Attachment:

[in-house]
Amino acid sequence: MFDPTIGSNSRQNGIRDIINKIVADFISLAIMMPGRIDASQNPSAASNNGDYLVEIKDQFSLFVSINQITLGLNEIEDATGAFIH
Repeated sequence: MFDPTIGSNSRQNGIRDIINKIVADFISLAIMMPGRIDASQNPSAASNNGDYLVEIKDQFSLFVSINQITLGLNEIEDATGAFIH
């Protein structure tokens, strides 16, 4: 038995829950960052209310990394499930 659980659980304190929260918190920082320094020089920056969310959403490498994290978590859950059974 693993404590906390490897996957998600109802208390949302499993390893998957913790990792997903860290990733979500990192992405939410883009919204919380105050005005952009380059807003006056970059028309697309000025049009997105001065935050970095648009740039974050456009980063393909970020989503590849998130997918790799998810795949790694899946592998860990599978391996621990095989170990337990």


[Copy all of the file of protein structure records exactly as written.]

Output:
[in-house]
Amino acid sequence: MFDPTIGSNSRQNGIRDIINKIVADFISLAIMMPGRIDASQNPSAASNNGDYLVEIKDQFSLFVSINQITLGLNEIEDATGAFIH
Repeated sequence: MFDPTIGSNSRQNGIRDIINKIVADFISLAIMMPGRIDASQNPSAASNNGDYLVEIKDQFSLFVSINQITLGLNEIEDATGAFIH
């Protein structure tokens, strides 16, 4: 038995829950960052209310990394499930 659980659980304190929260918190920082320094020089920056969310959403490498994290978590859950059974 693993404590906390490897996957998600109802208390949302499993390893998957913790990792997903860290990733979500990192992405939410883009919204919380105050005005952009380059807003006056970059028309697309000025049009997105001065935050970095648009740039974050456009980063393909970020989503590849998130997918790799998810795949790694899946592998860990599978391996621990095989170990337990």